Faustian illeanism in the desert

Jonathan Lighter wuxxmupp2000 at GMAIL.COM
Thu May 5 13:10:04 UTC 2011

It's been a while since we mentioned this topic, which for newbies means the
habit, commonly observed in guests on the jerry Springer Show but not
restricted to them, of frequently referring to oneself by name in the third
person. It's Faustian because Marlowe's Faustus was doing it in the
seventeenth century. Of course, Julius Caesar did it long before that.

T. E. Lawrence has this to say about Auda abu Tayi, leader of the Howeitat
Beduin during World War I:

"He spoke of himself in the third person, and was so sure of himself that he
loved to shout out stories against himself." (_Seven Pillars of Wisdom_,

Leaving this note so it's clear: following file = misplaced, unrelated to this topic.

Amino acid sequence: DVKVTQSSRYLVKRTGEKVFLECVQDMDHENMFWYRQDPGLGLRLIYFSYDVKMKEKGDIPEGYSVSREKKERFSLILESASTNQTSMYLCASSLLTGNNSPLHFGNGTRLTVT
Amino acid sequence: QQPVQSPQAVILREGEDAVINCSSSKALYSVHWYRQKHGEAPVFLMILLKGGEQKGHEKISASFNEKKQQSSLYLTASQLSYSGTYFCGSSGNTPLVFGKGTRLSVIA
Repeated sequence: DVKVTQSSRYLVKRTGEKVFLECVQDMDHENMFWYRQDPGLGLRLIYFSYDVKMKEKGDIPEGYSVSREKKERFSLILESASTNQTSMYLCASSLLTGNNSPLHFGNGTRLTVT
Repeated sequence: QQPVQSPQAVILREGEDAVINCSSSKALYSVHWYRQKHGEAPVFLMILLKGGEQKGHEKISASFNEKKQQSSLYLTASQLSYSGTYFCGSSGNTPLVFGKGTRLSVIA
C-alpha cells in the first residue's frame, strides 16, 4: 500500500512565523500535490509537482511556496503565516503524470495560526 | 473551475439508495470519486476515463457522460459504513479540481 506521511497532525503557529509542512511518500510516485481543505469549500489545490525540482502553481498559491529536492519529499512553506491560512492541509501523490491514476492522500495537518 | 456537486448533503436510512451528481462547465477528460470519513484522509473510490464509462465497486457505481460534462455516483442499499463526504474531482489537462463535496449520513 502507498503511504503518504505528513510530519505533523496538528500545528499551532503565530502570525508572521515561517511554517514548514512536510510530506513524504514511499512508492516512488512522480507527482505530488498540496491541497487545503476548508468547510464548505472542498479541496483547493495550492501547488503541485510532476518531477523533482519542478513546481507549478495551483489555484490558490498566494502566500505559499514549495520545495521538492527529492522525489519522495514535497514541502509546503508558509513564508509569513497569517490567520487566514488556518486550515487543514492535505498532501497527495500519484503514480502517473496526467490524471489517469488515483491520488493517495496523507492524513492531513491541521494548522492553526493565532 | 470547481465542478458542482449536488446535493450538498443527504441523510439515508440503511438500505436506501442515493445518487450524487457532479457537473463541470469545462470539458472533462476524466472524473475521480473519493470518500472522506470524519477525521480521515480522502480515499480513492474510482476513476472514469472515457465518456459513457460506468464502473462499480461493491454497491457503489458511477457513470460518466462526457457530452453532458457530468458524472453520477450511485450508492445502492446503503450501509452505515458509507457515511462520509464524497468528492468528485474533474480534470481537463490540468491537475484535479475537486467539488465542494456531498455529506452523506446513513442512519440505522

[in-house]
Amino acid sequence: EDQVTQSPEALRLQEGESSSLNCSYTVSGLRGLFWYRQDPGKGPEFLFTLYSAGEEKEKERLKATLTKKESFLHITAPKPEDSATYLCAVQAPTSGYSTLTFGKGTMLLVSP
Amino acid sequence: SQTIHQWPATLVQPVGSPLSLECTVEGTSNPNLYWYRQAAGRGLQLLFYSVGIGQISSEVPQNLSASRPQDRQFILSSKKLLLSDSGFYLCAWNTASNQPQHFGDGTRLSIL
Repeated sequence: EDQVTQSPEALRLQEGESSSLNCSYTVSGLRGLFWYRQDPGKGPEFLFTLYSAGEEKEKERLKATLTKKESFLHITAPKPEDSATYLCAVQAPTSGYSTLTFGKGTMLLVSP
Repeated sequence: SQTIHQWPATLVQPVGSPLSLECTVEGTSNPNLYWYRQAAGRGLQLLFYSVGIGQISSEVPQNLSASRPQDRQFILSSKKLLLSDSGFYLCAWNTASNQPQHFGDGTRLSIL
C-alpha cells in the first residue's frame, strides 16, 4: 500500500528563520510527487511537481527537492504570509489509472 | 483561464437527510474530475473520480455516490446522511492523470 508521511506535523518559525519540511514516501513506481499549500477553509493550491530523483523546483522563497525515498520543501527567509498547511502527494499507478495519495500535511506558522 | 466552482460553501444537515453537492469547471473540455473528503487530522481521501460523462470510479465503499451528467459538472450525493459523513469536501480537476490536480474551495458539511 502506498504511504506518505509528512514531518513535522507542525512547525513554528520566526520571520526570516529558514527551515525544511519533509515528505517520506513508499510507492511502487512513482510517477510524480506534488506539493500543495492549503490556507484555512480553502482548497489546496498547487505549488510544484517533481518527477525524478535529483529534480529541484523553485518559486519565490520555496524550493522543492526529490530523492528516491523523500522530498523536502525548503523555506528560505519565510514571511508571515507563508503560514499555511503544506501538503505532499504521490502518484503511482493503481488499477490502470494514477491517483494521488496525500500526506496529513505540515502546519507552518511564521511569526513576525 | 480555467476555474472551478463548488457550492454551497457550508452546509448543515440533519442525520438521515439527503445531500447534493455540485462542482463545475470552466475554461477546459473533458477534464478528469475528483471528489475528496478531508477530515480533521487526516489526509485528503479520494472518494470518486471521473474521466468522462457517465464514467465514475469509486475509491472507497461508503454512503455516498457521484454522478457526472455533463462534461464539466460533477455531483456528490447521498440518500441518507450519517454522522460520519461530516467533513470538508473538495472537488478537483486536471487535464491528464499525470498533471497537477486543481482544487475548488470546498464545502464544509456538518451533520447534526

1926, ch. XXXVIII).

So it isn't just an English or an Indo-European thang. That means it could
be one of the long-sought "linguistic universals."

Lawrence's whole characterization of Auda (more or less supported by
independent sources) is memorable. For those with busy schedules, Anthony
Quinn's portrayal in _Lawrence of Arabia_ (1962) is congruent, except that
Lawrence credits the real Auda with a less piratical demeanor.


"If the truth is half as bad as I think it is, you can't handle the truth."

The American Dialect Society - http://www.americandialect.org

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